PF: This is true. We must not fall into the error of thinking that all sins are to be taken lightly. Abortion is a grave sin. It is very bad. As I have said, it is like hiring a hit man to snuff out a life.
Yes, it is very bad. That is why I invite so many of these hit men and women to speak at Vatican conferences. My hope is that they can help us to better understand their perspective and thus broaden our own.
That is the beauty of the dialogue, or the “dialectic” as Hegel called it. First you have the thesis, then the antithesis, and then the synthesis. We can then arrive at a compromise which is, after all, the aim of the Christian life. N’est-ce pas? As the ancients teach us, half a loaf is better than none. This is the point the rigid ones do not understand. They want the whole loaf. They do not understand the wisdom of Solomon who teaches us that sometimes the best solution is to divide the loaf evenly among all parties. That is the pastoral approach.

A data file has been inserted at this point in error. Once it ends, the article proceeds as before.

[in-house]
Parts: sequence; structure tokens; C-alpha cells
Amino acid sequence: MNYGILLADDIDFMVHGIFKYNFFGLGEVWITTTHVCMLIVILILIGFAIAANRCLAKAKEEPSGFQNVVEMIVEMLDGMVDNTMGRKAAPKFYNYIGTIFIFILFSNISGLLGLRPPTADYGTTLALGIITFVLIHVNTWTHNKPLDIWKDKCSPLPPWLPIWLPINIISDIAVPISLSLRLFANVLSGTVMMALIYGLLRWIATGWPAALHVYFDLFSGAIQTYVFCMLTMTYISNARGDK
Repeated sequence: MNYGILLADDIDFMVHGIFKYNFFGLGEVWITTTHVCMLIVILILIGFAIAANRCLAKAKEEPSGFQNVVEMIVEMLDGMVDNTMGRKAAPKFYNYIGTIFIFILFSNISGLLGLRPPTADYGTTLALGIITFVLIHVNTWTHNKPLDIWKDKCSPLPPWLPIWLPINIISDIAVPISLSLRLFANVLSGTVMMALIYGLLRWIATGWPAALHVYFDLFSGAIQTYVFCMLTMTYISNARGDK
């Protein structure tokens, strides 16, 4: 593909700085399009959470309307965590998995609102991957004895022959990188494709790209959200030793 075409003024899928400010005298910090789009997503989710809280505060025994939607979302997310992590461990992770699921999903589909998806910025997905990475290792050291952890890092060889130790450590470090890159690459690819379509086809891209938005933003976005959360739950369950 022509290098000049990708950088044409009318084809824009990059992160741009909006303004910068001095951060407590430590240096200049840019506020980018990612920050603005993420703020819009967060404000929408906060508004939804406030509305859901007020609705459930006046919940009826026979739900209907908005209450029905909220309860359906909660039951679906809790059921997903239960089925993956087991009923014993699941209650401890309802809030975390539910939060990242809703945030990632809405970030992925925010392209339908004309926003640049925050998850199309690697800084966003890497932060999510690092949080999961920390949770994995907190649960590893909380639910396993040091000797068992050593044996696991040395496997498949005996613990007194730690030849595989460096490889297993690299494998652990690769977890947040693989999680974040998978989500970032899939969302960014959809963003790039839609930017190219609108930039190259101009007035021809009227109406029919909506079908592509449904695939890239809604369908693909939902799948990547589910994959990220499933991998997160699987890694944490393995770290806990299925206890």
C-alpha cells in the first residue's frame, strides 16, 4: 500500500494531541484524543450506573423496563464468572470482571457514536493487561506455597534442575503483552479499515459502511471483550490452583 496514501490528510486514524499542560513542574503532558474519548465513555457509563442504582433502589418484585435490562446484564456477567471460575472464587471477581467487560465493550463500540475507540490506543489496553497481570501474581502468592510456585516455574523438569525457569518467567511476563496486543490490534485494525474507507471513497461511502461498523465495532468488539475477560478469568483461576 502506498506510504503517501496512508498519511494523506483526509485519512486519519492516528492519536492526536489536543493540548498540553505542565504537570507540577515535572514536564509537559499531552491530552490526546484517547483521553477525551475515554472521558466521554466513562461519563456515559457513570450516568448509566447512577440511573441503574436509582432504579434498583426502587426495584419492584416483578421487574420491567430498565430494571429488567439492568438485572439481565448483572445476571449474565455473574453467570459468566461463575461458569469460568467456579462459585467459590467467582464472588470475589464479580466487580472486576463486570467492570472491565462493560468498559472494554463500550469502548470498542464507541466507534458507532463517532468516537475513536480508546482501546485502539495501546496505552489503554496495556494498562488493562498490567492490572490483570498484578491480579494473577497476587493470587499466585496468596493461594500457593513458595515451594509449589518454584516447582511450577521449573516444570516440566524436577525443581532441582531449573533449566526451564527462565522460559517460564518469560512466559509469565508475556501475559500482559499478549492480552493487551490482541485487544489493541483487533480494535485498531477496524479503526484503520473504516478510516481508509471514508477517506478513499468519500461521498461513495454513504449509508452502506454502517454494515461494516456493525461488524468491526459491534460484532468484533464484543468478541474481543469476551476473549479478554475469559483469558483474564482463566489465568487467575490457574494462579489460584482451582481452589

WK: On that note, what is your response to those American bishops who want to withhold the Eucharist from Catholic politicians who promote abortion?
PF: Ah, the Americans! They are always in a hurry. But these things take time—maybe 50 years, maybe 100. I often discuss these matters with my good friend Giovanni Biden. Presidente Biden also favors the pastoral approach. In fact, we see eye-to-eye on many things. For example, he also believes in making a mess. And at this he is very accomplished. He has made in Washington almost as big a mess as I have made in Rome.